Tourism Recovery Could Take Four Years (4:07 p.m. HK)

The global tourism industry’s recovery from the pandemic could take 2 1/2 to four years, according to the United Nations World Tourism Organization.

Direct tourism jobs at risk number 100 million to 120 million, with a projected loss of international visitors’ spending of $910 billion to $1.2 trillion, Alessandra Priante, a director at the organization, told a European Parliament hearing on Wednesday in Brussels.

Zambia Seeks Bondholder Relief (3:11 p.m. HK)

Zambia became the first African country to ask bondholders for relief since the onset of the coronavirus as nations from Angola to Kenya battle to cope with the economic hit from the pandemic.

The southern African nation said it needed “breathing space” to plan a debt restructuring, and asked holders of its three Eurobonds totaling $3 billion to defer interest payments until April.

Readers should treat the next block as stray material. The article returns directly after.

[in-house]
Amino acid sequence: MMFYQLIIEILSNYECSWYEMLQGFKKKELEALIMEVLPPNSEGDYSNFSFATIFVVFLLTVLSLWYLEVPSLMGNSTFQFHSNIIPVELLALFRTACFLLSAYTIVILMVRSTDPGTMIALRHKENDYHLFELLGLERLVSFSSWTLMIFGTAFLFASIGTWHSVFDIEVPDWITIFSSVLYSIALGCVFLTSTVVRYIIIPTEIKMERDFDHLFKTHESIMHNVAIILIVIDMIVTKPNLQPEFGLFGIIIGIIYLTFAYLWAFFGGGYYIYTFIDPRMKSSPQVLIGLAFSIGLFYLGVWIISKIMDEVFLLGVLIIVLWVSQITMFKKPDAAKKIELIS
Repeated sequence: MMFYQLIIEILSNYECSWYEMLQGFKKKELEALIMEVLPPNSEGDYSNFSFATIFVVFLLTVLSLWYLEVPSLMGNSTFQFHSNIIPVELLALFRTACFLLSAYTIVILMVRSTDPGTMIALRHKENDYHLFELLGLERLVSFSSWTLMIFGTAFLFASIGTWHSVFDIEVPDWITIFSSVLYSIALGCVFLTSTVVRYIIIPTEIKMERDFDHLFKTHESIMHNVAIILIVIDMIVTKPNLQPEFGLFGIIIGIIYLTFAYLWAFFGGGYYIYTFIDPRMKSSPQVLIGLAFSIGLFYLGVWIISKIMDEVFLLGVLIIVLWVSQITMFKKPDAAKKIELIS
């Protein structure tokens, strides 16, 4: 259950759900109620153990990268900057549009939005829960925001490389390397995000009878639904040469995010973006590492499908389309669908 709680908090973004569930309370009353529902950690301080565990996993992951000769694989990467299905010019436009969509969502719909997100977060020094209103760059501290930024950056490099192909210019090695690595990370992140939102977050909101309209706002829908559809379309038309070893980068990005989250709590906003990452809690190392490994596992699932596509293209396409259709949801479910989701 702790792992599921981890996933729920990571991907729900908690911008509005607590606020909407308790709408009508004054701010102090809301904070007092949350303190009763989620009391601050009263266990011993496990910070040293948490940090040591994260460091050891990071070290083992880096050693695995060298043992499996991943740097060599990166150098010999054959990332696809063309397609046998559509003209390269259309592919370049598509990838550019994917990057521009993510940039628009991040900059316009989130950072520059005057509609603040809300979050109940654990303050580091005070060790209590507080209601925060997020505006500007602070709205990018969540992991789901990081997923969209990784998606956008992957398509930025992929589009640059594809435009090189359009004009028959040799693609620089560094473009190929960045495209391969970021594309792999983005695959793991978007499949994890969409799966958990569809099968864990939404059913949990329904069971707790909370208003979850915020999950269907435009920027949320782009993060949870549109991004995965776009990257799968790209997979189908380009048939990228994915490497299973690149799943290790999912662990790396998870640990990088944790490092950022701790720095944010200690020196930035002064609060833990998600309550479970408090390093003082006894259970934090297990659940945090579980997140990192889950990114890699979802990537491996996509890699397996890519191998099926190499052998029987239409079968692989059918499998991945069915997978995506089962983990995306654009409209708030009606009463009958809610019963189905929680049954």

Philippines Reopens Tourism Hotspot Boracay to Locals (2:28 p.m. HK)

The Philippines is reopening Boracay island, one of its main tourist attractions, to more visitors starting Oct. 1 as it banks on locals to revive its pandemic-hit tourism sector.

Tourists from areas under general community quarantine, including the capital Manila, will be allowed on the island next month as long as they have tested negative for the coronavirus and have pre-booked accommodations, Tourism Undersecretary Benito Bengzon said at a televised briefing.

Investors Welcome Pandemic Bond in Australian Market (2:22 p.m. HK)

A South Korean bank has sold an Australian dollar bond to help finance pandemic relief, as global investors demand more of such securities. Shinhan Bank priced A$400 million ($285 million) of the debt this week. The bond was more than two times oversubscribed.